Kesimer, who is a member of the UNC Marsico Lung Institute, said, “We really wanted to see if we could use this measure to predict risk, in the same way that we use cholesterol measurements to predict cardiovascular disease.”

James P. Kiley, PhD, director of the National Heart, Lung, and Blood Institute (NHLBI) Division of Lung Diseases, said, “This is an important step forward for COPD research. Understanding how characteristics of mucus relate to disease severity and symptoms may help us develop new COPD therapies as well as new ways to predict who will benefit most from different treatments.”

Mucus Matters

One of the main purposes of mucus is to trap pathogens and clear them from the lungs. But if mucus gets too thick and sticky, it accumulates in the lungs and starts working against you, obstructing the airways and allowing bacterial infections to take hold.

Knowing this, the researchers suspected mucus might hold the key to differentiating true chronic bronchitis from benign conditions. To test their hypothesis, Kesimer and colleagues analyzed phlegm samples from about 1,000 smokers and non-smokers participating in a NHLBI-funded national study of COPD called SPIROMICS.

But mucus, it turns out, is pretty hard to study. Mucins are large, sticky, and fragile polymers; their propensity to clump together and break into pieces makes them challenging to measure.

Based on his previous work analyzing the mucins involved in cystic fibrosis, Kesimer developed an innovative testing protocol to measure total mucin concentration and the concentrations of the two predominant mucins found in phlegm – MUC5AC and MUC5B.

Running the phlegm samples through their tests, the researchers found a strong association between mucin concentrations and chronic bronchitis disease severity and symptoms in SPIROMICS participants.

In healthy people, mucus is about 98 percent water and 2 percent solids (mostly mucin proteins). People with chronic bronchitis fail to normally hydrate their mucus, producing nearly double the overall concentration of mucins as do their healthy counterparts. Mucus hydration is so important that the difference between having mucus with 2 percent mucins versus 4 percent mucins can mean the difference between breathing normally and having gobs of bacteria-trapping phlegm clogging your airways. Mucins in the lung have very narrow tolerances, Kesimer said.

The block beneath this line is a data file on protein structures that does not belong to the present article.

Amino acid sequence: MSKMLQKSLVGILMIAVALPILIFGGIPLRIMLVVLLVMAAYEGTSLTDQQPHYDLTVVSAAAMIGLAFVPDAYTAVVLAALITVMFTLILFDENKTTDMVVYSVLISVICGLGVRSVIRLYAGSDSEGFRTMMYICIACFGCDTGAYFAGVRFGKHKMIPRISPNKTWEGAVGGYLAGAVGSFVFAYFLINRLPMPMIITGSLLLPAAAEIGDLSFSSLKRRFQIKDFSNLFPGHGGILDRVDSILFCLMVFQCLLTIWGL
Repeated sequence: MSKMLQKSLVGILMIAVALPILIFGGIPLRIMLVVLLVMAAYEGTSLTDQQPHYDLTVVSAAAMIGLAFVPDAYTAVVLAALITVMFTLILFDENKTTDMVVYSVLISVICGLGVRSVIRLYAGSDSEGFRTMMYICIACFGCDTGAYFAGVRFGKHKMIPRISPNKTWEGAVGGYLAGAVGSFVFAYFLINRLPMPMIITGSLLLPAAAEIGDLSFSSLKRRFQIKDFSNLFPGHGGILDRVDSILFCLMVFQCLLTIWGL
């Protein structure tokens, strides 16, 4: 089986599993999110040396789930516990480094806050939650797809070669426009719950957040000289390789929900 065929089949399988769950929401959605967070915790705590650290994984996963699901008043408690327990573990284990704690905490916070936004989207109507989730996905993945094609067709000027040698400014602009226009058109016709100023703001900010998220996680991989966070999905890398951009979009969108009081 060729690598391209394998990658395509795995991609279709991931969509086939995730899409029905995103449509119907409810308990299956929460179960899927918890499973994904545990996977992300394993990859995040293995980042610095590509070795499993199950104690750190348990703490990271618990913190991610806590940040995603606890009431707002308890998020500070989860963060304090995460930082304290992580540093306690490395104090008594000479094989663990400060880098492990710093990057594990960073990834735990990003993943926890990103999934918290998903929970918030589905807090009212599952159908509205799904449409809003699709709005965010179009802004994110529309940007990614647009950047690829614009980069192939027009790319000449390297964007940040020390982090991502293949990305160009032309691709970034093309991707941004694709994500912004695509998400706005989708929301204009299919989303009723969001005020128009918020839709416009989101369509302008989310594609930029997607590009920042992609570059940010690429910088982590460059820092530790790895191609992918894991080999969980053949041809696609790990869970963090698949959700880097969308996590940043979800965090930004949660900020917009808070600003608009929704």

“The optimum quantity of mucins appears to be very important in the clearance of mucus,” Kesimer said. “Because these molecules are so large, a doubling of mucin concentrations is important in the dynamics of mucus transport, making mucin concentrations a key determinant of whether mucus is able to flow or not.”

The research is significant not only because it suggests mucins can be used as a biomarker for diagnosing and predicting the risk for chronic bronchitis, but also because it offers new scientific tools to measure mucin concentrations.

“As a next step, we plan to look for ways to translate our findings into a practical test that could find its way into your doctor’s office, not just for chronic bronchitis but also for other muco-obstructive diseases of the lung, such as bronchiectasis and asthma,” Kesimer said.

In addition to helping doctors diagnose chronic bronchitis objectively, the researchers said their work could open doors to new therapies that seek to restore a normal mucus balance by reducing the quantity of mucins manufactured inside airways or rehydrating airway surfaces. Such therapies could potentially help to relieve the burden of chronic bronchitis and other muco-obstructive lung diseases.

Amina A. Ford, Agatha Ceppe, Giorgia Radicioni, and Wanda O’Neal were other significant contributors to this study from the UNC Marsico Lung Institute. A total 25 authors from 14 different institutions contributed to the study.

The National Heart, Lung, and Blood Institute – part of the National Institutes of Health – funded this work. NHLBI contact information: nhlbi_news@nhlbi.nih.gov, 301-496-5449.